More people have been to the moon than have conquered Everest via the treacherous West Ridge. So a team of British Army soldiers attempting it in a series of documentary-style ads over the next few weeks could make the ad break compulsive viewing.
The idea, masterminded jointly by the Army and its ad agency, Publicis, is to follow the team's journey with real-time footage filmed by the climbers.
This will be fed to a production team at Base Camp, who will stream it back to London, where it will be slotted into airtime booked throughout May.
The recruitment campaign aims to illustrate the non-combat training the Army undertakes at a time when the situation in Iraq has contributed to a big reduction in the sign-up rate. Grant Duncan, the Publicis chief executive, explains: "The ads will provide a dramatic example of how the Army organises itself - of its training, team-building and planning. It's a unique opportunity to dramatise what the Army brings to the individual."
The expedition will involve three teams each climbing a separate Himalayan peak. If bad weather affects one team, filming can be streamed from elsewhere. But a severe injury or a death could mean the whole project gets pulled.
The TV ads, airing on national and cable TV, will be shot as video diaries.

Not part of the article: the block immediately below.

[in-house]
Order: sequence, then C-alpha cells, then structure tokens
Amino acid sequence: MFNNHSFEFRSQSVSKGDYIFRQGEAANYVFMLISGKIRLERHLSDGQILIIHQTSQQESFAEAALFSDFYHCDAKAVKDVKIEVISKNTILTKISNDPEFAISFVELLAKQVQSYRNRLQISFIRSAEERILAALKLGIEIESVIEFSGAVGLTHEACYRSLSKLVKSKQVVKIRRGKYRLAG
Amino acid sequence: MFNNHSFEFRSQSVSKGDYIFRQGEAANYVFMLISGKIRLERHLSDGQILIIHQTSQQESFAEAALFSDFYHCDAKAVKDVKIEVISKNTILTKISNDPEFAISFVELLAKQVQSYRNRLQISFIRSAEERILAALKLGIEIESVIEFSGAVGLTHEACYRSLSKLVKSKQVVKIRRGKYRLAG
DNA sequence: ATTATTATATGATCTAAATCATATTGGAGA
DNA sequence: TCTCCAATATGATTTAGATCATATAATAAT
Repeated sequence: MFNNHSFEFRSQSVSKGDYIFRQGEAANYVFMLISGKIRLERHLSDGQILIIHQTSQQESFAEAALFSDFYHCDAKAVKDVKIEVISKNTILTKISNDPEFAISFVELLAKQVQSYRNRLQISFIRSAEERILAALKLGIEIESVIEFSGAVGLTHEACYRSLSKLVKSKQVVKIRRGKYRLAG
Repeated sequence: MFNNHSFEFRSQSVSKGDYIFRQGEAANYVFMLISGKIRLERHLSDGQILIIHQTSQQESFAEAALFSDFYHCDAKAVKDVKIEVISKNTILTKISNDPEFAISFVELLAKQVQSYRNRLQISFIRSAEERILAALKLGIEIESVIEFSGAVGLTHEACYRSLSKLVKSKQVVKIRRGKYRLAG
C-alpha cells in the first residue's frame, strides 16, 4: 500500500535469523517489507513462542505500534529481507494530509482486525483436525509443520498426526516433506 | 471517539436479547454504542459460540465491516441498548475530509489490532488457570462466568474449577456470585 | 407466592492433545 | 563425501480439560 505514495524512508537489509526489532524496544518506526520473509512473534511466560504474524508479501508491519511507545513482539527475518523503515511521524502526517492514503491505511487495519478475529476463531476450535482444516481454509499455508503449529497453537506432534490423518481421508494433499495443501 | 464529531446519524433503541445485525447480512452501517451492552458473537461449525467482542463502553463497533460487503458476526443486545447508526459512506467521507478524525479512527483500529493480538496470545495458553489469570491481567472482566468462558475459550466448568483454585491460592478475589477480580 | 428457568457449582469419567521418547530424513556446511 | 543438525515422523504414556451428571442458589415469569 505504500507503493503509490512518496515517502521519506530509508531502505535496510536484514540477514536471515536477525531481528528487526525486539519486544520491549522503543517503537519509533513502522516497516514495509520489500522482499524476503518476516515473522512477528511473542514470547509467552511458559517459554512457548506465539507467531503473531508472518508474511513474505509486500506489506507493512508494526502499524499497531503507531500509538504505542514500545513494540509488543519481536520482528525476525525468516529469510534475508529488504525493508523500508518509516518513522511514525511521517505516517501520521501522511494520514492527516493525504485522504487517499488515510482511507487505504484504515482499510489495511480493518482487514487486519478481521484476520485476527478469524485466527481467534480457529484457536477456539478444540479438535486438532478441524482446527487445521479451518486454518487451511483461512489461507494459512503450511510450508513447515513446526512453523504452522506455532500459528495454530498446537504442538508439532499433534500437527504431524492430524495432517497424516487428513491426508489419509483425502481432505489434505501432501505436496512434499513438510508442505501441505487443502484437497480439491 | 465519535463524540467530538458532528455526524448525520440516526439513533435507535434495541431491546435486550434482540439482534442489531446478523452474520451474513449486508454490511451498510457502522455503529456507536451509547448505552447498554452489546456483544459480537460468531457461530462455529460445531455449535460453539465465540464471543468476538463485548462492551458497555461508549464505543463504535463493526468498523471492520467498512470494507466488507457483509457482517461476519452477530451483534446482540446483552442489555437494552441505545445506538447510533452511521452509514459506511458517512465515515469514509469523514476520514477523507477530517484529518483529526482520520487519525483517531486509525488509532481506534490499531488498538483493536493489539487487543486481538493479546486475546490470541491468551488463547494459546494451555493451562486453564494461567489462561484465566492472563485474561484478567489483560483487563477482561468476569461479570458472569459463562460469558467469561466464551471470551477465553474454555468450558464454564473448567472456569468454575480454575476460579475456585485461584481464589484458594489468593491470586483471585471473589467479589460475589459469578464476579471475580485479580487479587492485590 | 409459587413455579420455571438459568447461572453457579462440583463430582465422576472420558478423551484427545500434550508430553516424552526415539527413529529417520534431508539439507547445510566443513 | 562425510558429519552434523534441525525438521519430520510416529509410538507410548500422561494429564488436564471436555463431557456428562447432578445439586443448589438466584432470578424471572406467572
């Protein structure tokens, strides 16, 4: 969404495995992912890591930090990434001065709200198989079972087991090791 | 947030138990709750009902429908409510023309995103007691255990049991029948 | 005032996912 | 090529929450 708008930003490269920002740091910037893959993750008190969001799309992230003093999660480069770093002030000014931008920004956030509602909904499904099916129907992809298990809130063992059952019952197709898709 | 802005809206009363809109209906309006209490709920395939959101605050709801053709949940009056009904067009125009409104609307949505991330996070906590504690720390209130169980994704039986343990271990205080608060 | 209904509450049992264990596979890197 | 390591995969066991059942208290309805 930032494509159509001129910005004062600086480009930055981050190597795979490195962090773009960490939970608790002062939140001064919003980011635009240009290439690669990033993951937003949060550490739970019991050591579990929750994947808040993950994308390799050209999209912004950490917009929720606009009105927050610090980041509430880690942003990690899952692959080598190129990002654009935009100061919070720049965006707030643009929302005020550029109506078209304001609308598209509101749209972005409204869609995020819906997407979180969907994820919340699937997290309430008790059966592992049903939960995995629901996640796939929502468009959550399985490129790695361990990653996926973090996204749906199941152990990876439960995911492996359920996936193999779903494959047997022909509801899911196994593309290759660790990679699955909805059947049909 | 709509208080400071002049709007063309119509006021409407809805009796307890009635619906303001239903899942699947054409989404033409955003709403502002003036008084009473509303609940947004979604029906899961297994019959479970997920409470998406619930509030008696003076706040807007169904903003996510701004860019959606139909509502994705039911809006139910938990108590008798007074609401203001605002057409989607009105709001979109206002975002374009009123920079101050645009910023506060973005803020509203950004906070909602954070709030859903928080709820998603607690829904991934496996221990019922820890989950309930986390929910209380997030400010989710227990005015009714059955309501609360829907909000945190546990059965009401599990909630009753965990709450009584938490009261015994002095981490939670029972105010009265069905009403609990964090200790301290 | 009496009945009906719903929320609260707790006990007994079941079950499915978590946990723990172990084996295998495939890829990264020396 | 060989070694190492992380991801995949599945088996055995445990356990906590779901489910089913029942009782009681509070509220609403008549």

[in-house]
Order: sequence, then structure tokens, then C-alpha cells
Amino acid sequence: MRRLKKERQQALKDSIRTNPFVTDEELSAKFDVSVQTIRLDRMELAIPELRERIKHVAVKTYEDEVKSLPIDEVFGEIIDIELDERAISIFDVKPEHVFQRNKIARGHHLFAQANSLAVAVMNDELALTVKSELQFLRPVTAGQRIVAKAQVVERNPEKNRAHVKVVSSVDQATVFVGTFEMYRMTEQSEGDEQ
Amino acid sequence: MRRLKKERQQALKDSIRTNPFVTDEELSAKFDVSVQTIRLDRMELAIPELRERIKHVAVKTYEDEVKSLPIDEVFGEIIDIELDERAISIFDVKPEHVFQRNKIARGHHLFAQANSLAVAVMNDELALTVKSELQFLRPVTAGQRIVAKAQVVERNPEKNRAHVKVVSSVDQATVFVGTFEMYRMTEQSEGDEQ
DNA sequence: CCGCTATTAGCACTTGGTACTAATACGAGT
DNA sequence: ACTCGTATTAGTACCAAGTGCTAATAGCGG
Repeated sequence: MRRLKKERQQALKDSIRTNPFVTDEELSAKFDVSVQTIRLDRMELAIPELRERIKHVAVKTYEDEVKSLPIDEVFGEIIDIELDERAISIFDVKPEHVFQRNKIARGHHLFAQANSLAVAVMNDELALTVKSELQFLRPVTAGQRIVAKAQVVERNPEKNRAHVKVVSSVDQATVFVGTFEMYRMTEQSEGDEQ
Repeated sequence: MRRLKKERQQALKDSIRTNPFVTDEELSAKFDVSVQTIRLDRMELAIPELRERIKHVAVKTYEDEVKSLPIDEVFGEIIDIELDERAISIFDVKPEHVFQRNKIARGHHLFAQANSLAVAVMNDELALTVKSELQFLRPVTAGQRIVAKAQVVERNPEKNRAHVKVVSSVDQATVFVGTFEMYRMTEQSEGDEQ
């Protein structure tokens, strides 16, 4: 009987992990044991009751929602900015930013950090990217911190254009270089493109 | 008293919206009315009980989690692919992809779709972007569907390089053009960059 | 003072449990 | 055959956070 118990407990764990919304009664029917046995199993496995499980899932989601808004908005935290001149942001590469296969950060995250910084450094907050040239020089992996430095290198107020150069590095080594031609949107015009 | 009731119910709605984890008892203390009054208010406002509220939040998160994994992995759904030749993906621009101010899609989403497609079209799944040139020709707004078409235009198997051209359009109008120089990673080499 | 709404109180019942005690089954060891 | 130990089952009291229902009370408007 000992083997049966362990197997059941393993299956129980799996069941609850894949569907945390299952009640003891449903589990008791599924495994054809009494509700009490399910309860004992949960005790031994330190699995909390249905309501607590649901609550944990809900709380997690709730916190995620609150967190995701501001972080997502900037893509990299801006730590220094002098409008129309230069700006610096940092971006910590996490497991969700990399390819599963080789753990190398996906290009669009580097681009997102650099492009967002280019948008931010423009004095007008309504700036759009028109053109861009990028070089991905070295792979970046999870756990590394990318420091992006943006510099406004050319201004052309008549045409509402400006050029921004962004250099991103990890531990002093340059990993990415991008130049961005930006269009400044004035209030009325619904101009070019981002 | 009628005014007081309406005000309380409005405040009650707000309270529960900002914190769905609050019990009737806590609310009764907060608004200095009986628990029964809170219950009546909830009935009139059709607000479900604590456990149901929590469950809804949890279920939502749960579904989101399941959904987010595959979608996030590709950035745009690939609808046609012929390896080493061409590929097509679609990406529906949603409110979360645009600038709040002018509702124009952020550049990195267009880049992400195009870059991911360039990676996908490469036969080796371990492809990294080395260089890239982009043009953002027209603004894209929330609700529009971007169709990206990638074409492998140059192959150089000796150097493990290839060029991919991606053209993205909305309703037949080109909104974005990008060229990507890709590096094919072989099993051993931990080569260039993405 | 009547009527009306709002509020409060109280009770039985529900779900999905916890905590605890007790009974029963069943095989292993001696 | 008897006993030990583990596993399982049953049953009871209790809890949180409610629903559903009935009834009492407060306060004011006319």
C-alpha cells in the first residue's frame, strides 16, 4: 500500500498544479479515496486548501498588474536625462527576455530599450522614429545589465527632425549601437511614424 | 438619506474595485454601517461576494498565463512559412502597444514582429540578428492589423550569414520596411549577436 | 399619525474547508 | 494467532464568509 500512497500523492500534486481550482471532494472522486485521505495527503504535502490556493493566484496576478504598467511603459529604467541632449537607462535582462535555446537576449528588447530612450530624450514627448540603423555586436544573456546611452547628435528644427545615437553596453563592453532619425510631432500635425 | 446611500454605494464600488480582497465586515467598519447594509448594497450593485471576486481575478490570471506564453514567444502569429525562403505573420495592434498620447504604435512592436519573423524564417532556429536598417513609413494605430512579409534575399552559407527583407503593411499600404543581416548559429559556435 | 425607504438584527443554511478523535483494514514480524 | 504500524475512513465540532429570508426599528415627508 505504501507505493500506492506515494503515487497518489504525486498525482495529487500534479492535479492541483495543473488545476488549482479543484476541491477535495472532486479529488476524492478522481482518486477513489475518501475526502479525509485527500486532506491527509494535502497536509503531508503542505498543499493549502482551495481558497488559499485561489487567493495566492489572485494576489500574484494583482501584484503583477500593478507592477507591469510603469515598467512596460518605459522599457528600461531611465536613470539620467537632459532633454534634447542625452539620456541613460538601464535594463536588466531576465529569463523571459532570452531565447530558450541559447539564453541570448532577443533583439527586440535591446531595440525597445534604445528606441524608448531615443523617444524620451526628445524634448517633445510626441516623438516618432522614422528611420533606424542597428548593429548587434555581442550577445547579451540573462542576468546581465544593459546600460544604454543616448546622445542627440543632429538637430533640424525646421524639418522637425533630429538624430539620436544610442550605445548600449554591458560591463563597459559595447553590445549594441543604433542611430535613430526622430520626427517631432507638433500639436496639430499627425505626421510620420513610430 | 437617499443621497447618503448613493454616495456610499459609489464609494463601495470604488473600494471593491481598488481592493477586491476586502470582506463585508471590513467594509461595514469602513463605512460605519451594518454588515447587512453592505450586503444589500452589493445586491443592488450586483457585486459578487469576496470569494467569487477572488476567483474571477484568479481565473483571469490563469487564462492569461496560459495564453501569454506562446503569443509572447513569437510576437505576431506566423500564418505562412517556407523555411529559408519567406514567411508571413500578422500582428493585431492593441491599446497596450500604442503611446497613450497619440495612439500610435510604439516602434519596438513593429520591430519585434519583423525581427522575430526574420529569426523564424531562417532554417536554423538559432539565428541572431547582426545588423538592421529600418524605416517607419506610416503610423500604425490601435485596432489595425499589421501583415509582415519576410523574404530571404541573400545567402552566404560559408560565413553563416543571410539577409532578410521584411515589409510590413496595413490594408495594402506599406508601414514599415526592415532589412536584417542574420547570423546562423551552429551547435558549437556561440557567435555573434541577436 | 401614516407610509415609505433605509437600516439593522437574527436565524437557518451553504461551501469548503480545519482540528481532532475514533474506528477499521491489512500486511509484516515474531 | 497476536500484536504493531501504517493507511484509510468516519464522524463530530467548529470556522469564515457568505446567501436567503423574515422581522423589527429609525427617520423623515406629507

Duncan says: "We're not looking for anything slick and polished. There's a basic template with the key camps, but the guys are the ones on the mountain and they'll film whatever they film."
In addition to the TV ads, radio executions will be created using two-way radio conversations between the climbers and the Base Camp team, while a website, by Publicis Dialog, allows users to chart the teams' progress.
"The idea underpins previous recruitment campaigns," Duncan explains. "It's an emblematic version of what the Army does."
"It's our advertising strategy to show the opportunities that can be got from an Army career and this campaign dovetails with that," a spokeswoman for the Army Recruiting Group adds.
However, this idea is already garnering much more press interest than previous work. It will be a real example of content as advertising. Duncan says it could go even further, with the Ministry of Defence talking about programming: "The subject matter is exciting and it could be done with a broadcaster."
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